Tales from Haunted Houses?

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Tales from Haunted Houses?

 

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The old residents of Manotick village and those living in the district to the south of the village will recall the stir there was in 1895 when the schoolmaster broadcast a report that his house was haunted. The schoolmaster, it appears. hadn’t seen any ghosts or evil spirits but he had heard strange sounds coming from the upper portion of his home.

The noises worked so on his mind and nerves that he decided to stage a “ghost laying” bee. He invited a number of the inhabitants to spend the night and help him solve the mystery. It so happened that the “guests” included two noted village drunkards. When they arrived they were  so “well on their way” so much so that they just didn’t care what happened. The strange noises were still coming from the direction of the roof. So without further ado the brave ones mounted a ladder and clambered up on the roof. And what they found was the branches of a tree scraping against the roof. One ghost story down and more to come I am sure.

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Clipped from

  1. The Ottawa Citizen,
  2. 09 Mar 1935, Sat,
  3. Page 28

    What feelings would I have in a ‘haunted’ property?

    • Feelings of being watched or spied on.
    • Feelings of someone standing close behind you.
    • Feelings of being touched by unseen hands.
    • Feelings of the hair on back of your neck standing up.
    • Feelings of cobwebs on your face or body.
    • Feeling a cold breeze as if someone has walked past you.
    • Dark depressing feeling, especially in one particular location.

    What are the signs that a building is haunted?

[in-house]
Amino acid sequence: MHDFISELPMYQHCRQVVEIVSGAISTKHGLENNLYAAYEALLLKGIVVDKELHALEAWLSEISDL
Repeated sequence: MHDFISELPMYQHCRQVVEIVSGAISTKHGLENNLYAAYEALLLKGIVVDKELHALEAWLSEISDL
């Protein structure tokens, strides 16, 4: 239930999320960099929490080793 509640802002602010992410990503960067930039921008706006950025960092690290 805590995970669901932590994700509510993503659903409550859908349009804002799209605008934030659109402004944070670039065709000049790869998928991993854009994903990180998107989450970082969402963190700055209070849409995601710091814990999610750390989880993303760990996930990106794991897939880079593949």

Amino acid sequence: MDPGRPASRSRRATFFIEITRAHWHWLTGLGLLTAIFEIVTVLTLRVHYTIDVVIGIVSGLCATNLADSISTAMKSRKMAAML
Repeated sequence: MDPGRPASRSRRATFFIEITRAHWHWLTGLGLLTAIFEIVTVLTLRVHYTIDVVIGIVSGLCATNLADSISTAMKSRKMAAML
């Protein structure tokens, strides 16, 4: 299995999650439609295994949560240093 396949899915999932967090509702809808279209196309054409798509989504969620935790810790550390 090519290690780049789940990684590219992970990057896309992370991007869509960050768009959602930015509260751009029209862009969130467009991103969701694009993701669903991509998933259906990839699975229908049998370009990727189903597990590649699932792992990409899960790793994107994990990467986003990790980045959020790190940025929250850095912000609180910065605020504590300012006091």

4. The Orbs in Your Photos in a Haunted Setting

  5. The Spirits Are Alive and Well

    The Shadow People of Lake Ave East

    The Jinxed House of Crown Point

    The Continuing Curse of William Street in Carleton Place

  6. More About the Eccentric Stafford Family in Almonte

    The Secret of the Widow’s House

About lindaseccaspina

Before she laid her fingers to a keyboard, Linda was a fashion designer, and then owned the eclectic store Flash Cadilac and Savannah Devilles in Ottawa on Rideau Street from 1976-1996. She also did clothing for various media and worked on “You Can’t do that on Television”. After writing for years about things that she cared about or pissed her off on American media she finally found her calling. She is a weekly columnist for the Sherbrooke Record and documents history every single day and has over 6500 blogs about Lanark County and Ottawa and an enormous weekly readership. Linda has published six books and is in her 4th year as a town councillor for Carleton Place. She believes in community and promoting business owners because she believes she can, so she does.

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